3. Hearing Confession is a source of grace for priests as Catholic News Service shows.

4. Do you know a faithful Catholic between the ages 18-40 who is actively engaged in work on the local or national level to break the cycle of poverty in the United States? Help us to honor young social justice leaders by submitting a nomination for the 2015 Cardinal Bernardin New Leadership Award. This annual award is given by the USCCB/Catholic Campaign for Human Development. Consider Catholic young adults leading efforts to address problems in their local communities, working with social justice organizations, or leading social concerns efforts on college campuses. The award recipient will be given a cash award at a reception held in conjunction with the June meeting of the U.S. Catholic Bishops in St. Louis, Mo. Nomination forms can be downloaded here. If you have questions please email Genevieve Mougey at gmougey@usccb.org . Deadline is March 30.

5. God loves you.

Wednesday, March 11, 2015

Five Things To Remember On March 11

1. People of all faiths are called to pray forvictims of religious persecution and violence and work to protect the marginalized and persecuted around the world, according to a statement of the Administrative Committee of the U.S. bishops, approved March 10. The bishops said Lent is a time for prayerfully reflecting on suffering. Catholic News Service also spoke with Archbishop Joseph Kurtz, president of the USCCB, about this effort. Watch:

2. Pope Francis will visit inmates and staff of a Rome prison on Holy Thursday, April 2. The Prefecture of the Papal Household reports that the Pope will visit the new complex of the Casa Circondariale Rebibbia in the Rome suburbs, and celebrate the liturgy of the Lord’s Supper at the “Padre Nostro” church at 5:30 pm Rome time. The Pope will wash the feet of a group of male prisoners and female inmates from the nearby women’s penitentiary.

3. We are about halfway through Lent. People are filling up their Rice Bowls. Learn more.

4. Have you seen our How to Guide for Confession?

5. God loves you.

Tuesday, March 10, 2015

Five Things To Remember On March 10

1. Pope Francis says God forgives and expects you to do the same.

2. Three chairmen of the U.S. Conference of Catholic Bishops (USCCB) gave strong support for the Child Welfare Provider Inclusion Act of 2015. The Act would forbid the federal government, and any state receiving federal funds for child welfare services, from taking adverse action against a provider that, for religious or moral reasons, declines to provide a child welfare social service.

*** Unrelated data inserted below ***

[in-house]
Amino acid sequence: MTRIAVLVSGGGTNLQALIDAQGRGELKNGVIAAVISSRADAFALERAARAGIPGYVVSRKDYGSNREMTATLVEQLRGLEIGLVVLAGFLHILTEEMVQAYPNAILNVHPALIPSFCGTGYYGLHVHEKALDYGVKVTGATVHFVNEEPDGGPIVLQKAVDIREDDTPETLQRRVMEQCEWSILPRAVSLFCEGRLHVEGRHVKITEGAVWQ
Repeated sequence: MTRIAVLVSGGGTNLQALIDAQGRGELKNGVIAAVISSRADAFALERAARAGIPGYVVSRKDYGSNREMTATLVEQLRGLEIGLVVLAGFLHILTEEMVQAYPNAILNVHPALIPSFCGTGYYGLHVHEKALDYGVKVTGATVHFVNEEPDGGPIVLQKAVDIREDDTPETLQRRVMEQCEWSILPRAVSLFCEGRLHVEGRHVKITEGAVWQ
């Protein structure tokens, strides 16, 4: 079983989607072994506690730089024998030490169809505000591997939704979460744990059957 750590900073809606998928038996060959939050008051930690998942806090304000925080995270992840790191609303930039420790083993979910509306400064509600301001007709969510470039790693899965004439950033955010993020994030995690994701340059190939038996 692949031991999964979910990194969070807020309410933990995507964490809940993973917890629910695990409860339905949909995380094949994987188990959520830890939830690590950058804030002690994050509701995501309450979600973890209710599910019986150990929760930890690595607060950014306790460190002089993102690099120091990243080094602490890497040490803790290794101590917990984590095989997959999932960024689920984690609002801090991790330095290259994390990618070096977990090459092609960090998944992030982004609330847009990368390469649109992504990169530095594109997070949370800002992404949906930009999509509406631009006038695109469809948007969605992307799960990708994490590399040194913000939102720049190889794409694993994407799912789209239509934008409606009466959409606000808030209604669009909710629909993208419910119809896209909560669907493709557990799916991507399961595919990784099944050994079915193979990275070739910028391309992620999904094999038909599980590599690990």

3. Have you ever wondered why Catholics go to Confession? Here's the answer.

4. In case you missed it: Matt Wilch looks at the Syrian refugee crisis in light of a recent report from the USCCB: Refuge and Hope in the Time of ISIS

5. God loves you.

Friday, March 6, 2015

Five Things To Remember On March 6

1. Did you know that half of Syrian refugees are children? In the just-released report, “Refuge and Hope in the Time of ISIS: The Urgent Need for Protection, Humanitarian Support, and Durable Solutions in Turkey, Bulgaria, and Greece,” USCCB Migration & Refugee Services officials detail what they learned in their late 2014 trip to the region and what they recommend going forward. Find out why there is hope.

2. Read this first-hand account about the Syrian refugees, which is a powerful read.

3. The Catholic Relief Services Collection, scheduled to take place March 14-15 in many dioceses across the United States, aids more than 100 million people around the world including those affected by persecution, war and natural disasters, through the six worldwide agencies it supports. The collection’s theme “Help Jesus in Disguise,” provides an opportunity to echo the gospel call to assist and accompany the poor.

4. Catholic News Services looks back at the life of Cardinal Edward Egan, who died yesterday.

5. God loves you.

Syrian Refugee Crisis at a Tipping Point: Refuge and Hope in the Time of ISIS

By Matt Wilch 

Our delegation from the United States Conference of Catholic Bishop’s Committee on Migration drove down a dusty street in Kilis, a small city in southern Turkey. Syrian refugees were standing at street corners, in parks. They stood there with the clothes on their backs, children in tow, all looking shell-shocked and uncertain of what would come next. Most of the refugees in Kilis are Arab-speaking refugees who had fled from areas in and around Aleppo, Syria.

We travelled on to Sanilurfa, a nearby city that many associate with the patriarch Abraham. Many Syrian Kurds were pouring across the border just south of the city. They had just fled from relentless ISIS attacks in and around Kobane, Syria, just across the border. Some 130,000 members of this ethnic minority had fled from Syria since our arrival in Turkey two days before (an influx to southern Turkey that eventually rose to over 190,000).